peas lost to pests: recipes for dinner + disaster
APPARENTLY THE WOODCHUCK HAD READ EMILY DICKINSON (“How luscious lies the pea within the pod“) and, feeling moved, lumbered down from the hill to have his way with them. So had the chipmunks, though they didn’t wait as long—they’ll devour seed straight out of the soil in March, before it sprouts. They’ll even dig for it, as the befuddled gardener stands looking at a row with no signs of life, wondering why: outdated seed; foul weather; kidnapping; or is there still hope? With all this competition, when do I get some peas around here this year? How I tried to avoid a recipe for disaster, and better yet: recipes from my foodie friends for peas, the crop sweetly straddling the cusp of spring-into-summer.
Pea Recipes from My Friends
This is the final installment of Spring Fling, a cross-blog recipe and tips swap about seasonal vegetables. Here are this week’s delicious entries:
Food2: Peas ‘ n Pasta: A Match Made in Heaven
What’s Gaby Cooking: Fresh Pea Risotto
White on Rice: Potato and Pea Salad
FN Dish: Spring Fling: Peas
I did what you are supposed to do, following the basics of how to grow peas:
I started early (“as soon as the soil can be worked,” the saying goes) around St. Patrick’s Day here in the north, but certainly by the end of the first week in April. Timing my sowing that early helps me avoid bumping into the increasing heat of an oncoming summer at harvest time, which begin 50ish to 60-something days later, depending on the variety.
I’d sprinkled the proper legume inoculant—a helpful bacteria that comes in powder form and helps peas and beans get going and produce well—onto the moistened seeds in a bowl before planting them, a powdered insurance policy, you might say. (All about legume inoculant.)
I didn’t use Nitrogen fertilizer, since peas, like other legumes, can “fix” all the N they need from the soil); fertilizing peas could have produced too much foliage at the expense of flowers and pods.
I’d made a wide, trench-like furrow as Jim Crockett’s Victory Garden books had taught me years ago—about 6 across and a few inches deep—and planted thickly, with the seeds about an inch apart in every direction throughout the trench. I’d covered them with an inch of soil that I then tamped down. Many people plant in bands just 3 inches wide, which is fine, too. The point: don’t plant just a single line of seeds when sowing peas. Order the biggest seed packet, and overdo it.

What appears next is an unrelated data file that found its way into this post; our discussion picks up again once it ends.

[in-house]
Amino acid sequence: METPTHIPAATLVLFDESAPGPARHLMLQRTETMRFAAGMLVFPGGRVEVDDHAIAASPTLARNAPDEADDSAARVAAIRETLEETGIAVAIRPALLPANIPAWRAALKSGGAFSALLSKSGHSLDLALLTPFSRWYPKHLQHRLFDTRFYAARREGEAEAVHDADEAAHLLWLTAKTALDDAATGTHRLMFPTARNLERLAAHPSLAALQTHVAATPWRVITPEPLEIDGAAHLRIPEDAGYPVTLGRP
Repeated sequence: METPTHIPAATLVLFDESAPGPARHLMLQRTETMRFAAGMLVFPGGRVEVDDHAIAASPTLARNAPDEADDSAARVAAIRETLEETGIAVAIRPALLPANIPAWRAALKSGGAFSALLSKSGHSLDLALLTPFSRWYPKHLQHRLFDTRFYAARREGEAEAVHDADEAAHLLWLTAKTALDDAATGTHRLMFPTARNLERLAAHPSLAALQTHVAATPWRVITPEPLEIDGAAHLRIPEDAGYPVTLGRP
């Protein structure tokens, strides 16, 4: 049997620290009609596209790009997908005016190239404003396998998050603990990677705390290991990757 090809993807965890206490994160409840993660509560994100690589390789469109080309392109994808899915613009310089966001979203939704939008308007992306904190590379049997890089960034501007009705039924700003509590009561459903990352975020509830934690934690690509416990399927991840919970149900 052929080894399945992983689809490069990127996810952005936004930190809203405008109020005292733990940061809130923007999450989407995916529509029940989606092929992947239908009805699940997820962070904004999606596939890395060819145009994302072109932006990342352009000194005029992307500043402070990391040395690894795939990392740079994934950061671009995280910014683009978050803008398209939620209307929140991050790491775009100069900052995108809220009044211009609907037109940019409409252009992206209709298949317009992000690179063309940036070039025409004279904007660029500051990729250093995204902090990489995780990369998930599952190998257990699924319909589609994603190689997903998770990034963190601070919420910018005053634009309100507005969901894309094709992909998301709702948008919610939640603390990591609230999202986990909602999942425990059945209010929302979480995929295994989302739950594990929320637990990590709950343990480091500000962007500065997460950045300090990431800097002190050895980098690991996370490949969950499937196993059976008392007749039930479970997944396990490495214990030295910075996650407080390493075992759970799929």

I had covered most of the bases on types of peas: Some for shelling (to pop out of their pods and into the freezer and later fold into risotto or pasta in the offseason); some snap types for eating fresh or cooked, pods and all; some snow peas (slimmer edible pods most often seen in Asian-style cooking). I’d even planted some ‘Dwarf Grey Sugar,’ with its beautiful purple flowers and luxuriant tendrils, for “garnish” use. The only class of pea I’d skipped: the ones you dry and make split-pea soup from. I had spaced my thick rows of dwarf varieties about 18 inches apart, and taller, trellised ones about 4 feet or slightly more between.
I’d planted both short and tall snap varieties, pairings like 2-foot-high ‘Sugar Ann’ and 6-foot ‘Sugar Snap,’ planning for a staggered harvest (the short produce about 10 days sooner, the tall keep on longer).
I’d erected a pea trellis for the latter of mesh hooked onto metal stakes; I’d mulched to keep the roots cool once the plants were well up.
I kept them watered.
Having followed these instructions, I did finally start to get pods—at least on the plants the woodchuck hadn’t shorn to near the ground before they even flowered, thwarting more than half the possible crop. Apparently, besides Dickinson, he has read the food blogs, too, and learned that pea shoots and tendrils and blossoms are all the rage in spring.
About two months before frost, in July, I will try it all again, though frankly I never do as well with a fall pea crop. Shading the row before and after sowing helps a bit to get the seeds going, but heat can last here well into fall–or frost can come early. Tricky.
This year, though, I’m counting on an advantage I didn’t have in spring: one fewer woodchuck. Yes, he and I are in not-so-polite discussions about the possibility of his moving on.
How to Participate in Spring Fling
HAVE A TIP OR RECIPE to share about peas, or one of the other spring farm- or garden-to-table crops on our Spring Fling lineup? Put it in the comments on my blog, and copy it onto the comments on all the participating blogs (listed above) so that the maximum number of people enjoy your idea. Links back to your own blog, or sites you love, are fine; they can be to older posts from your archives, if you’re not posting something new. The more the better! The schedule of weekly themes:
- Wednesday, April 20: Asparagus
- Wednesday, May 4: Rhubarb
- Wednesday, May 18: Artichokes
- Wednesday, June 1: Strawberries
- Wednesday, June 15: Peas
We will be back with a twice-monthly Summer Fest; schedule to come shortly!